• You can see the contents of a global via an ObjectScript command or via the Management Portal.

Ways to Access Data

In Caché, a database contains globals and nothing else; even code is stored in globals, as described later in this book. At the lowest level, all access to data is done via direct global access — that is, by using commands and functions that work directly with globals.

Many currently running applications were developed long before Caché included support for classes. Some of these applications use direct global access. Other applications use custom APIs such as FileMan, which is in the public domain. These APIs, of course, internally use direct global access.

When you use persistent classes, discussed later in this book, you can create, modify, and delete stored data in either of the following ways:

  • By using methods such as %New(), %Save(), %Open(), and %Delete().

  • By using Caché SQL.

Internally, the system always uses direct global access.

Because object classes provide a more controlled interface, and because Caché persistent classes are projected to tables that can be queried via SQL, it is often desirable to add a class interface to existing applications. You can do so, if you understand the structure of the globals.

Implications of Using Globals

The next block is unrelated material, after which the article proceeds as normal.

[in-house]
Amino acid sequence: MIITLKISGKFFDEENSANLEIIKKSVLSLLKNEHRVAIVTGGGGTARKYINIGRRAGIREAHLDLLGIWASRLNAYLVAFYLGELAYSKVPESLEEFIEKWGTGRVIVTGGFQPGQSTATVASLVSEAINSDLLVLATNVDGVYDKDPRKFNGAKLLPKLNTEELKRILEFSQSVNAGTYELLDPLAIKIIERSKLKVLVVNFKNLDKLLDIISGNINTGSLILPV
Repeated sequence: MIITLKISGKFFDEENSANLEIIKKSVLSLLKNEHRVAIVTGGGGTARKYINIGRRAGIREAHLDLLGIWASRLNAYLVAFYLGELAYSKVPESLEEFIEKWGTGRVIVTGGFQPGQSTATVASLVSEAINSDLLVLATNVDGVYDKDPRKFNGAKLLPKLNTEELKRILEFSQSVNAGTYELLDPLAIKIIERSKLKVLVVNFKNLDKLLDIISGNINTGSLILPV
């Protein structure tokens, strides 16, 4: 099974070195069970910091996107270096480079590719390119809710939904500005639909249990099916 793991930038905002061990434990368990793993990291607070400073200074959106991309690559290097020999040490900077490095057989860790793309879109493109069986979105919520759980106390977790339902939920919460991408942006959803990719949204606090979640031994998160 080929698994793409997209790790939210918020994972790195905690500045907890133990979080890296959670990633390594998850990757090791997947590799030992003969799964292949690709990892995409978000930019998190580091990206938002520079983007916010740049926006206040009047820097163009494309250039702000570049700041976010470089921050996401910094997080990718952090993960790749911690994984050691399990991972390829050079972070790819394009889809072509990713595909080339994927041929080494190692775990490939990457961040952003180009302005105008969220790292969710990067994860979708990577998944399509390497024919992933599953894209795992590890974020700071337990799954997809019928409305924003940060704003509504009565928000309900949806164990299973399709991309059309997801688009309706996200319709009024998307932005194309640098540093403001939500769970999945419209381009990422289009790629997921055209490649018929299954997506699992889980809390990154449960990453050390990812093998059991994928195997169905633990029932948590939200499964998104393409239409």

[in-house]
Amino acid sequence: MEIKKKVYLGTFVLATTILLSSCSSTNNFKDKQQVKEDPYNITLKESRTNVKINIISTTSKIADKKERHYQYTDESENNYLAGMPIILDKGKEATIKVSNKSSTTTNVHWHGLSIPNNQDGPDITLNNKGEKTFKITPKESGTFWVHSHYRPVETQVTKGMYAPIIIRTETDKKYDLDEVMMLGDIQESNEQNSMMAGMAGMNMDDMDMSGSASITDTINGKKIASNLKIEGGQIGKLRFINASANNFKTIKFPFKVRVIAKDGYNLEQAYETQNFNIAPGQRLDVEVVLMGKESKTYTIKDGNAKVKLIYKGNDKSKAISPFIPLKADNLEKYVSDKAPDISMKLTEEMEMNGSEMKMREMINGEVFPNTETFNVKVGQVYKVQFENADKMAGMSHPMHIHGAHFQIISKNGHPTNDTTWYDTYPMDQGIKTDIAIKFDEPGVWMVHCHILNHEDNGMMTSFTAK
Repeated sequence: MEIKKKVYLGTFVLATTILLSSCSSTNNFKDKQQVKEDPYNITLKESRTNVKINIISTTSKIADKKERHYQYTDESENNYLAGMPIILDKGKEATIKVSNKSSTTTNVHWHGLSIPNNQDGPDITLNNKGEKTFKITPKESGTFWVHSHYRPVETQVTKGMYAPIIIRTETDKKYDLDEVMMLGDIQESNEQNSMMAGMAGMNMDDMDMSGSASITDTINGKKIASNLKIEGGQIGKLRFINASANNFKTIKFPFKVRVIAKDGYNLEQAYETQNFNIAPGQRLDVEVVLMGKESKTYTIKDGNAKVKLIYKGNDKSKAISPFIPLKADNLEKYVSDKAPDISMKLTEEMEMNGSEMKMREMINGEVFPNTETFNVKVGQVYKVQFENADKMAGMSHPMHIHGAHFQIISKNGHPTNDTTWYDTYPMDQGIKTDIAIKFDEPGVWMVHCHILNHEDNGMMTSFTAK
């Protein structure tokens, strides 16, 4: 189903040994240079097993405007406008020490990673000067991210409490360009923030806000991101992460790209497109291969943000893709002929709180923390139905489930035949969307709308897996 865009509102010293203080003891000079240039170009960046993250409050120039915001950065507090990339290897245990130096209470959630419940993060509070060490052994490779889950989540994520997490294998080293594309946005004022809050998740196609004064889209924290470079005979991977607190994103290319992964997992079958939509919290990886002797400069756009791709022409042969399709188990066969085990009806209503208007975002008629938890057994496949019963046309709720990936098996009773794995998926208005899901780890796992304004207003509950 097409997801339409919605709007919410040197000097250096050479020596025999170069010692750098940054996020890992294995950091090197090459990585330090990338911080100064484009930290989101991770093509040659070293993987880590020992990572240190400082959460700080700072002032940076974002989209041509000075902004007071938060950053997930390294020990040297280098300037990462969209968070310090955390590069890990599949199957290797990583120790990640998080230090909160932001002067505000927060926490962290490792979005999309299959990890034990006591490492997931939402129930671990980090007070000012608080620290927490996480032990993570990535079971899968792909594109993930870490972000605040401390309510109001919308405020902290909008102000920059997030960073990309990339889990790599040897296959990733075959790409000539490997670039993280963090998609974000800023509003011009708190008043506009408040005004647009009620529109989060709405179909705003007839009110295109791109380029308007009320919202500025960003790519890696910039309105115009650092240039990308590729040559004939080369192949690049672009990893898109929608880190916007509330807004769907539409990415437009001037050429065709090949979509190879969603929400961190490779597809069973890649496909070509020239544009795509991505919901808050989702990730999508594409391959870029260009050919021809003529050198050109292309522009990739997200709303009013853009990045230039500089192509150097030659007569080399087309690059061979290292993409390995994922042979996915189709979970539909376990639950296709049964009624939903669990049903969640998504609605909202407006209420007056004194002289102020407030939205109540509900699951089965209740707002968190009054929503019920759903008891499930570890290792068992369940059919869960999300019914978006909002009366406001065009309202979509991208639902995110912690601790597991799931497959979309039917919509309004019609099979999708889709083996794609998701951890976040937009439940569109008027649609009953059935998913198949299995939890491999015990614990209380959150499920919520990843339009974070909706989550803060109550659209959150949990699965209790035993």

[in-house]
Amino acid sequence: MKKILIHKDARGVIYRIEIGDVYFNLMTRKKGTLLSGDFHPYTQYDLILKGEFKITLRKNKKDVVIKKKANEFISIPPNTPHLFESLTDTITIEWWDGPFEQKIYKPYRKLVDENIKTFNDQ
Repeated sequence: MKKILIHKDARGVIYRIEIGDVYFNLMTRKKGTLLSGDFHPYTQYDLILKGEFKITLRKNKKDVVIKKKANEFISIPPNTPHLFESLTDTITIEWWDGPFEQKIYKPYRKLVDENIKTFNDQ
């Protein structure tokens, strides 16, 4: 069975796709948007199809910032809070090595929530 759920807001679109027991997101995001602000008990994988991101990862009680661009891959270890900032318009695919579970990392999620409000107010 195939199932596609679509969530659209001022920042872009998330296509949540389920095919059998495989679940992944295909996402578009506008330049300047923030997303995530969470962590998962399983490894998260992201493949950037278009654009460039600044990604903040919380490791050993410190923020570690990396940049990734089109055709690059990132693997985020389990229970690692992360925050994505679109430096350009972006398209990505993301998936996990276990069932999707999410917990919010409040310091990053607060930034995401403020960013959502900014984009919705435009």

Globals are stored physically in a highly optimized structure, and the code that manages this structure is separately optimized for every platform that Caché runs on. These optimizations ensure that operations on globals have high throughput (number of operations per unit of time), high concurrency (total number of simultaneous users), efficient use of cache memory, and require no ongoing performance-related maintenance (such as frequent rebuilding, re-indexing, or compaction). The physical structure used to store globals is completely encapsulated; it is generally unnecessary to consider the physical data structure.

Global storage is sparse, meaning that only nodes with data values are stored in the database. This means that Caché often requires less than half of the space needed by a relational database.

Other benefits of globals include the following:

  • The hierarchical structure of globals typically models real-world data more closely than is possible with relational tables.

  • The sparse nature means that new fields can be added without any overhead and without rebuilding the existing database.

  • More data can be read or written with a single I/O operation, and data can be cached more efficiently.

Caché SQL

As noted previously, Caché provides an implementation of SQL, known as Caché SQL.

You can use Caché SQL within routines and within methods. To use SQL in these contexts, you can use either or both of the following tools:

  • Dynamic SQL (the %SQL.Statement and %SQL.StatementResult classes), as in the following example:

     SET myquery = "SELECT TOP 5 Name,Home_City FROM Sample.Person ORDER BY Age"
     SET tStatement = ##class(%SQL.Statement).%New()